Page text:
The annual 'Off the Shelf Festival of Words' in Sheffield has almost come to an end. There have been some good speakers at the events this year. As usual, I went to the Readers' Afternoon, 'It's all a Fiction', which is always a popular event that's attended by many of the book groups in the city. This year there were seven authors ready to talk about their latest book as well as what inspires their writing. They also read an extract from their book. The discussion with the authors was led by Trisha Cooper, a radio broadcaster and producer currently working with BBC Radio Sheffield. She was good at giving a summary of each book without giving spoilers, asking questions of the writers and drawing in the audience by inviting us to participate and ask questions or make comments. There were several authors who had written their debut novel. It was interesting to hear about each author's background, especially as all the authors were new to me even though some were well known and established as writers of fiction and non fiction.
This year the venue was not at the Town Hall, but at Firth Hall, part of Firth Court which is an administration centre for the University of Sheffield and which also houses the Department of Molecular Biology and Biomedical Science.
The building complex is on Western Bank in the city next to Weston Park, the hospitals and other university buildings. It was opened by King Edward VII and Queen Alexandra in 1905, the same year as the University of Sheffield was granted its royal charter. It was named after Mark Firth, a steel manufacturer who gave land for public use and opened Firth College which taught subjects in the arts and sciences.
I've never been inside the building although the Tudor Revival style of architecture looks distinctive from the outside. I walked through Weston Park down to the main entrance of Firth Hall. Inside the wood panelling, the windows, the glass surrounding the doors, the brass door handles and the inner courtyard add to the charm of this impressive place.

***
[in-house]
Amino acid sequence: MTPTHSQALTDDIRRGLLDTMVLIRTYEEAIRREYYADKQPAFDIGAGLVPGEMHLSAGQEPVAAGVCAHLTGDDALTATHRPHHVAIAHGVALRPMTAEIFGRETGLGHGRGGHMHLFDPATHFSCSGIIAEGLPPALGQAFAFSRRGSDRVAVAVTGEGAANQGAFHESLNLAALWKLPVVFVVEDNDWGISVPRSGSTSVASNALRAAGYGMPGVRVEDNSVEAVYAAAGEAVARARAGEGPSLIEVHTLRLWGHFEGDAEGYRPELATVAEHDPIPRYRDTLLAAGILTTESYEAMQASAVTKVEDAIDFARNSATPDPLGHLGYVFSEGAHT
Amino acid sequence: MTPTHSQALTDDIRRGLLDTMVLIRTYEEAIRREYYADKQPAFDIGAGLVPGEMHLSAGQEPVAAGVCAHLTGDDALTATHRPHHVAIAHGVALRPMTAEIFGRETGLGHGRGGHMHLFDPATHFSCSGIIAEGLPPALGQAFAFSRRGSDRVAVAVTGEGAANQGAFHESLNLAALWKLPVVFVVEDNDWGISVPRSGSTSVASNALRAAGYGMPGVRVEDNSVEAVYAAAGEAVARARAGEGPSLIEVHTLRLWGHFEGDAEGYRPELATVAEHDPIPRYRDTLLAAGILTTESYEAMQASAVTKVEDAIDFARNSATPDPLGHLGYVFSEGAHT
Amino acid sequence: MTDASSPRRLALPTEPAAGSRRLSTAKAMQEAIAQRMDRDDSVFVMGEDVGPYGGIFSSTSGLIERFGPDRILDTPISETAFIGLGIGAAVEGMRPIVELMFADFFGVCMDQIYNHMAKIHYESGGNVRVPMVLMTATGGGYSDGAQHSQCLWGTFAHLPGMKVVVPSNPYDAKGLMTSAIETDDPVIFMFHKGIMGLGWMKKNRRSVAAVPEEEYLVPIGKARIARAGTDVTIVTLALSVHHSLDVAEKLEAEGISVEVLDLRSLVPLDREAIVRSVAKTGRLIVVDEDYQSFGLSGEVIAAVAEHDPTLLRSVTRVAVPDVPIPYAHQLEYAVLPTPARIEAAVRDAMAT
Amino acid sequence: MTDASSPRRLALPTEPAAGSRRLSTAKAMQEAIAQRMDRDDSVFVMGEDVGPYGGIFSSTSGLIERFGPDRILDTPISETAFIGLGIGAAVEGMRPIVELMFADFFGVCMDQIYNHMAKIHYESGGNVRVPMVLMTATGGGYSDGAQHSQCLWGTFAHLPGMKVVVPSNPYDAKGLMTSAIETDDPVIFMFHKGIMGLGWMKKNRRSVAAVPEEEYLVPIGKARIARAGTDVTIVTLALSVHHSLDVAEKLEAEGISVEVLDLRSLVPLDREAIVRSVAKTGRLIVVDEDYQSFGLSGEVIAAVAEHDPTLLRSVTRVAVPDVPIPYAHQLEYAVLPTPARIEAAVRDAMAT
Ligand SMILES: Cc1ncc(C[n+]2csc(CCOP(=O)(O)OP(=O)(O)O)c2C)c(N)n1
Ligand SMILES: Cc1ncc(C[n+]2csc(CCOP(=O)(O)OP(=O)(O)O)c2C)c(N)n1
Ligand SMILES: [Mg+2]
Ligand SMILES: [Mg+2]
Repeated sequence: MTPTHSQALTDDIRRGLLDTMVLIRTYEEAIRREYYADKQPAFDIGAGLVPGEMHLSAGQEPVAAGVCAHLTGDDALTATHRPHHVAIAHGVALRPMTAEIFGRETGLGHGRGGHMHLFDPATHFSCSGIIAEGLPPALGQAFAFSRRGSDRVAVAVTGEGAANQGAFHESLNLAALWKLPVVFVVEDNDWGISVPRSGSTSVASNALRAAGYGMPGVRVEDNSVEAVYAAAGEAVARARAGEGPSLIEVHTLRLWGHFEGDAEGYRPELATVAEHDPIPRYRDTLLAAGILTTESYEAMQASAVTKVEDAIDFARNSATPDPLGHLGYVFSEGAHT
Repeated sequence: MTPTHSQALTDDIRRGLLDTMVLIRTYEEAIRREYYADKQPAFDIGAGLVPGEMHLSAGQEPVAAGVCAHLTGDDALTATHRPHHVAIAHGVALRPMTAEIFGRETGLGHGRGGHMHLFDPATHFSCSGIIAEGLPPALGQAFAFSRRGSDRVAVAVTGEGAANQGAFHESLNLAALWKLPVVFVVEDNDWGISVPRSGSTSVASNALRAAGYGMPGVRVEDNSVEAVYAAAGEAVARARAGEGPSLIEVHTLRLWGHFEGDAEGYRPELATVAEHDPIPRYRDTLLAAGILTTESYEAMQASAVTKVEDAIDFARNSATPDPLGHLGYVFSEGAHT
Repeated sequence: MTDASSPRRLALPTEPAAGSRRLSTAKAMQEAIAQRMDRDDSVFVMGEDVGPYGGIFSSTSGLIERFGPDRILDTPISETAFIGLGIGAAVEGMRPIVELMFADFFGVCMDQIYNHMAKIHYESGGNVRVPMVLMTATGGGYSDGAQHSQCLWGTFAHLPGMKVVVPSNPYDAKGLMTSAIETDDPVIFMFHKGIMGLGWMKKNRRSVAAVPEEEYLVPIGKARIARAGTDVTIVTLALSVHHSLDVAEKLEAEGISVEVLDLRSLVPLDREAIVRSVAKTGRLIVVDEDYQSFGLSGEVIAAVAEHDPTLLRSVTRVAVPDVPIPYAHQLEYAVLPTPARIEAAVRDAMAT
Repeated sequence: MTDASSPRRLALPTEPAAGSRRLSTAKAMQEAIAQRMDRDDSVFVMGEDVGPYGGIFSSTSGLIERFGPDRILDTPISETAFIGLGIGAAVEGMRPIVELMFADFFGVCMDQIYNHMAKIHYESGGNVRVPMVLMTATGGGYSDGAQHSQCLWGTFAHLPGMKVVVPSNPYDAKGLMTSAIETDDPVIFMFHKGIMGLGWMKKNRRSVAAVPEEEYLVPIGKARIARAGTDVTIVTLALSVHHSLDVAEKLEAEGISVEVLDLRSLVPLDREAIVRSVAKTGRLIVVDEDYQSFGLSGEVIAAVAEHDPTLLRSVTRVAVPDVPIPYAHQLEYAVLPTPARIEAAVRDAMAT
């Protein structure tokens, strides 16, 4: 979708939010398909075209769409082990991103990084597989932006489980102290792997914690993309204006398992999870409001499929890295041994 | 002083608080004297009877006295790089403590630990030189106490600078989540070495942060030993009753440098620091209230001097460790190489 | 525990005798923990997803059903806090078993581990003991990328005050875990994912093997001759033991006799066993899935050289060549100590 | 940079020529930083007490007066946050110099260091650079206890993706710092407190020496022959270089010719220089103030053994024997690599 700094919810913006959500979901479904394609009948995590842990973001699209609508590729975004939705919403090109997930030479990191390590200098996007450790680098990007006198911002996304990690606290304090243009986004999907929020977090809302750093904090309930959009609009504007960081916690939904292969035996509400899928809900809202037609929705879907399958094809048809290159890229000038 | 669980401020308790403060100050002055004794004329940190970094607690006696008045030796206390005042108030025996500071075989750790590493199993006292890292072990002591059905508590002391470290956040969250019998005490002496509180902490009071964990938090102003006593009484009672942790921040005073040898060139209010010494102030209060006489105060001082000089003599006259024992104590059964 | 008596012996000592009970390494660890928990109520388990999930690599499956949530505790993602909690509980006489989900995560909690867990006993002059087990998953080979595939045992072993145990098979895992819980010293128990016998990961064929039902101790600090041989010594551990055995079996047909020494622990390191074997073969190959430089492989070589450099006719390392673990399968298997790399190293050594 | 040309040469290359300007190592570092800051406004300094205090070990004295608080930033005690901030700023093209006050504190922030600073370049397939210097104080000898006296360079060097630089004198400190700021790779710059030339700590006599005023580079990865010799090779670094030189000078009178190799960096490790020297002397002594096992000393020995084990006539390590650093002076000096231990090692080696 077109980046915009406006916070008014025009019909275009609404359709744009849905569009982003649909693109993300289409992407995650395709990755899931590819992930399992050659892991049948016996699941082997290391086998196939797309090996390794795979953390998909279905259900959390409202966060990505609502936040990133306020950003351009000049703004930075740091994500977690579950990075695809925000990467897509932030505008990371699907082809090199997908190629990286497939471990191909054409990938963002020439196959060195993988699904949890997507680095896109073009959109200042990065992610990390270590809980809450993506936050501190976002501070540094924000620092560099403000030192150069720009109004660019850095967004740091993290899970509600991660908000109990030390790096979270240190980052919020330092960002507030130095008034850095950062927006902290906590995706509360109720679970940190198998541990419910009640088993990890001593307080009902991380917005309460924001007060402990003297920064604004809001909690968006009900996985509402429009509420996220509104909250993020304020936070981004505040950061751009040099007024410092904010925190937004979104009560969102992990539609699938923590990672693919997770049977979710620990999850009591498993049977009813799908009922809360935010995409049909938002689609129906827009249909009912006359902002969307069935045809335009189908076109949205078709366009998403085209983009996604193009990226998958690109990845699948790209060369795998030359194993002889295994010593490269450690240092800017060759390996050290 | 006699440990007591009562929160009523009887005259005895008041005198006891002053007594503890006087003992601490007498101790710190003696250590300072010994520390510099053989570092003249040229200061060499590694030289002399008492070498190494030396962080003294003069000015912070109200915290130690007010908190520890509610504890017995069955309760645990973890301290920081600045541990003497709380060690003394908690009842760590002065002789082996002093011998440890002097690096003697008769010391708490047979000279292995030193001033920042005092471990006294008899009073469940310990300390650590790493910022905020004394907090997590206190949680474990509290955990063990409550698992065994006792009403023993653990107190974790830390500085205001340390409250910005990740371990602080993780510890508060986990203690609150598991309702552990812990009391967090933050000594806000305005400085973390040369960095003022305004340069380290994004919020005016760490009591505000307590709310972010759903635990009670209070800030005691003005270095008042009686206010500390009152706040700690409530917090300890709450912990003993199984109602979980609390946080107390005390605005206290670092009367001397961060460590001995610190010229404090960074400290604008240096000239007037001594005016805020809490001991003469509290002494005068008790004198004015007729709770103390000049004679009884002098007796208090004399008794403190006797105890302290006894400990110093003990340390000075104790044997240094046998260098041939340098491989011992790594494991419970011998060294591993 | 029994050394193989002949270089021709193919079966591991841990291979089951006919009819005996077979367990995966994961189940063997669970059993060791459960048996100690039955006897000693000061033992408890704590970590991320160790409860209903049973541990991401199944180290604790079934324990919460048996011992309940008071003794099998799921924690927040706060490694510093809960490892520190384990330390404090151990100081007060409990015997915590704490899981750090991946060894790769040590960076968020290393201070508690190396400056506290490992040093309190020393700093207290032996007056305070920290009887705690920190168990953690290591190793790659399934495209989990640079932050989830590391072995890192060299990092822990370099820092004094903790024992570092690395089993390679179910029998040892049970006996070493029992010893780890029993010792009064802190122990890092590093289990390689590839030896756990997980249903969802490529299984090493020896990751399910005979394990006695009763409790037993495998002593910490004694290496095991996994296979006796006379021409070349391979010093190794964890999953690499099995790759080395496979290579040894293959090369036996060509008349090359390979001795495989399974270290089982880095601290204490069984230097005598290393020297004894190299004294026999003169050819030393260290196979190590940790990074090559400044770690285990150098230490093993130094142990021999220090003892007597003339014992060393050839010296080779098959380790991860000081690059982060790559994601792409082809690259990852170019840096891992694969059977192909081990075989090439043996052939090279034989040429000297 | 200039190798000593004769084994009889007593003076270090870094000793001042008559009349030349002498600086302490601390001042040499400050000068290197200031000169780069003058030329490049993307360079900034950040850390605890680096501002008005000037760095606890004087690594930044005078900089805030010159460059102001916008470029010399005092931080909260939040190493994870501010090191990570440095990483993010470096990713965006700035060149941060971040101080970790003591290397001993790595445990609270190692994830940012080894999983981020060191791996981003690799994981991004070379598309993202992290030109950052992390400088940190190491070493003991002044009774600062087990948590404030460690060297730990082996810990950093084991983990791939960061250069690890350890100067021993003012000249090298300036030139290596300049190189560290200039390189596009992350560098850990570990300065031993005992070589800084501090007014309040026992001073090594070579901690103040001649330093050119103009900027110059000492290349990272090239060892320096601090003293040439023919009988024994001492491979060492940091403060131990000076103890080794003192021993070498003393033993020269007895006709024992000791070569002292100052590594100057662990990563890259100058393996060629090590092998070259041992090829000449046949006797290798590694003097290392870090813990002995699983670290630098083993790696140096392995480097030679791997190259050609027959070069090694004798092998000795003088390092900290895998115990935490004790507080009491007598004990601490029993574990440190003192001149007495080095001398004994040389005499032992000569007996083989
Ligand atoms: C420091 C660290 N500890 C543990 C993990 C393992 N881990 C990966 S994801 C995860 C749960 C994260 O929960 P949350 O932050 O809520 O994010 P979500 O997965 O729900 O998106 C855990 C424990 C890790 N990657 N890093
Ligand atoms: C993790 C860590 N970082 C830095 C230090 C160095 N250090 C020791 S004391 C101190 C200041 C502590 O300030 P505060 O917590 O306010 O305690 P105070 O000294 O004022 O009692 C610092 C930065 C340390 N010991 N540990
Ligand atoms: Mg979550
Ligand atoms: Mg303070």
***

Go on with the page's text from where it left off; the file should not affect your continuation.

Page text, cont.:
The authors who took part were Fran Cooper, whose debut novel is set in Paris, Gregory Norminton who read from his short story collection, Felicia Yap who had written a psychological novel, Stephen May whose book, Stronger Than Skin, I've just finished reading (a loan from the library). Also Lesley Glaister, a former Sheffield-based author, Hannah Kohler, who has just had her first novel published and Lesley Downer who has written a prequel to her historical trilogy set in Japan. As usual there were refreshments and the opportunity to talk to individual authors, buy their books. I bought Lesley Downer's latest novel, The Shogun's Queen. I'm looking forward to reading it although I shall reserve the first book in the quartet from the library before I do. Before we left we could choose a free book from a selection of new publications. We were also given a useful cloth book bag thanks to the publishers and others involved with organising the event.
I'm still busy with my on line studies and family commitments. It's the half term school holiday this week for our local grandson and we're also looking forward to seeing our granddaughter who will be coming home at the end of the week. She has a break from university lectures because the students get some time off to do reading for their courses.
Thank you, friends, in advance for your visit to my blog and for your comments. I shall now take a short break from blogging and look forward to meeting up again with you later on in November. All the best,